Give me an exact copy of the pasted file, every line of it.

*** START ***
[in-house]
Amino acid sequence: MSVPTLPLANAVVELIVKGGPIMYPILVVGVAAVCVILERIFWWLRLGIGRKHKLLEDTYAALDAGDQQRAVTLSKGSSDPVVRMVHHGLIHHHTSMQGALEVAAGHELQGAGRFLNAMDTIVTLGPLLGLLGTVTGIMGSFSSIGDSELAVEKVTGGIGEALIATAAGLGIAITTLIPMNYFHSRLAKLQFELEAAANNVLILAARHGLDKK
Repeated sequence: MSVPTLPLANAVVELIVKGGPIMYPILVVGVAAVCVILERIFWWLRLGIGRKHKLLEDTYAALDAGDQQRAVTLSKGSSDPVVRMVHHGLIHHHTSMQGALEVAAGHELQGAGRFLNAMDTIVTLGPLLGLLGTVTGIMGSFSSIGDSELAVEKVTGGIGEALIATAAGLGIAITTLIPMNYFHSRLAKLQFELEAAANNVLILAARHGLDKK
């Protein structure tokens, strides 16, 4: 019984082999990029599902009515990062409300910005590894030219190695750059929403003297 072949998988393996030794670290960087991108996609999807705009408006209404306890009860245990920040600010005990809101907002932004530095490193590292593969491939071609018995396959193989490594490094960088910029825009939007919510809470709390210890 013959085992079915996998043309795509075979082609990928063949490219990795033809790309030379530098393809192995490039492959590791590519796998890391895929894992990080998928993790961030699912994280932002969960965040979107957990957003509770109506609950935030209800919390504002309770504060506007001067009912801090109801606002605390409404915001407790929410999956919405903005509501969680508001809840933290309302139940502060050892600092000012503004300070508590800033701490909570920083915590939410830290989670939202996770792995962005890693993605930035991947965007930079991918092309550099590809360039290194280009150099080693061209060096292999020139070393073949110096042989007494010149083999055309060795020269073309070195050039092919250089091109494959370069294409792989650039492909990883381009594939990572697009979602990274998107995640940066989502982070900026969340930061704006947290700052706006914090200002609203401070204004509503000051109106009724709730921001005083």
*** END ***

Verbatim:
[in-house]
Amino acid sequence: MSVPTLPLANAVVELIVKGGPIMYPILVVGVAAVCVILERIFWWLRLGIGRKHKLLEDTYAALDAGDQQRAVTLSKGSSDPVVRMVHHGLIHHHTSMQGALEVAAGHELQGAGRFLNAMDTIVTLGPLLGLLGTVTGIMGSFSSIGDSELAVEKVTGGIGEALIATAAGLGIAITTLIPMNYFHSRLAKLQFELEAAANNVLILAARHGLDKK
Repeated sequence: MSVPTLPLANAVVELIVKGGPIMYPILVVGVAAVCVILERIFWWLRLGIGRKHKLLEDTYAALDAGDQQRAVTLSKGSSDPVVRMVHHGLIHHHTSMQGALEVAAGHELQGAGRFLNAMDTIVTLGPLLGLLGTVTGIMGSFSSIGDSELAVEKVTGGIGEALIATAAGLGIAITTLIPMNYFHSRLAKLQFELEAAANNVLILAARHGLDKK
């Protein structure tokens, strides 16, 4: 019984082999990029599902009515990062409300910005590894030219190695750059929403003297 072949998988393996030794670290960087991108996609999807705009408006209404306890009860245990920040600010005990809101907002932004530095490193590292593969491939071609018995396959193989490594490094960088910029825009939007919510809470709390210890 013959085992079915996998043309795509075979082609990928063949490219990795033809790309030379530098393809192995490039492959590791590519796998890391895929894992990080998928993790961030699912994280932002969960965040979107957990957003509770109506609950935030209800919390504002309770504060506007001067009912801090109801606002605390409404915001407790929410999956919405903005509501969680508001809840933290309302139940502060050892600092000012503004300070508590800033701490909570920083915590939410830290989670939202996770792995962005890693993605930035991947965007930079991918092309550099590809360039290194280009150099080693061209060096292999020139070393073949110096042989007494010149083999055309060795020269073309070195050039092919250089091109494959370069294409792989650039492909990883381009594939990572697009979602990274998107995640940066989502982070900026969340930061704006947290700052706006914090200002609203401070204004509503000051109106009724709730921001005083």